Within the current climate, ecological and health crisis context and given the need to contribute to a green and low-carbon recovery, members of the Technical Committee 6 of Conama 2020 on «The future of climate and nature-related risks and their financial impacts” have launched a consultation that addresses these critical issues....

Collaborating and establishing bridges in order to learn and share knowledge is one of our top priorities in Ecoacsa. Recently, we have joined the Latin American Natural Capital Accounting Community (ComLAC), whose members meet every month to expand their experience on the application of natural capital accounting approaches to inform sustainable management decisions of the natural environment....

The continuous challenge in the search for sustainability represents an increasingly relevant demand in the management of companies. A group of Brazilian companies committed to moving towards a new sustainable economy have opted for the LIFE Certification to highlight the important role that the business sector plays in conserving natural capital. The LIFE Methodology and Certification have been adapted to Europe by Ecoacsa, and the first pilots will begin with leading Spanish companies next November....

The Spanish Green Growth Group has published 34 examples of green economy, a compendium of successful business cases aligned with a sustainable development model that contributes to competitiveness, job and value creation for companies and society as a whole. The document collects various examples of the 34 GECV members that represent a determined commitment to advance towards sustainability, decarbonization, the integration of nature into decision-making, the promotion of collaboration, innovation and the circular economy....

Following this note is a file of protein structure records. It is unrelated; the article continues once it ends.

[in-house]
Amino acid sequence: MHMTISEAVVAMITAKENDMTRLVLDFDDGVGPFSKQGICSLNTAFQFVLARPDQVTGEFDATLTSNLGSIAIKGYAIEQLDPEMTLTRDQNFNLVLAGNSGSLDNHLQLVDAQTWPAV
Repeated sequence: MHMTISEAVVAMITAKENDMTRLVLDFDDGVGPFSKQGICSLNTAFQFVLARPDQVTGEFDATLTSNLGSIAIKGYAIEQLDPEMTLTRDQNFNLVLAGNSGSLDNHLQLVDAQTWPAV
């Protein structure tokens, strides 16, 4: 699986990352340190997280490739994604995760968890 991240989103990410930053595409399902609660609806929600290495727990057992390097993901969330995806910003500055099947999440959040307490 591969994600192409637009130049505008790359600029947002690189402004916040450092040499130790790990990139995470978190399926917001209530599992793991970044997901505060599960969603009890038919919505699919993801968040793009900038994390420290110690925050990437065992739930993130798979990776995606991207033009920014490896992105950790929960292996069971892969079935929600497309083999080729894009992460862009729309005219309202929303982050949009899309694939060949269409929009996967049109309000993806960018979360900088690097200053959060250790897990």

On October 28 we present in a partner event organised in the framework of the EU Green Week the results of the We Value Nature pilot project on integration of natural capital in public and private sector decision-making for climate resilience and biodiversity in Cabo de Gata-Níjar (Spain) developed with Ecoacsa. We Value Nature is an EU Horizon 2020-funded three-year campaign (November 2018 – October 2021) supporting businesses and the natural capital community across Europe with the aim of making valuing nature the new normal for business. The campaign reinforces and boosts the work of the Capitals Coalition, helping businesses make smarter decisions that benefit themselves, society and the planet as a whole....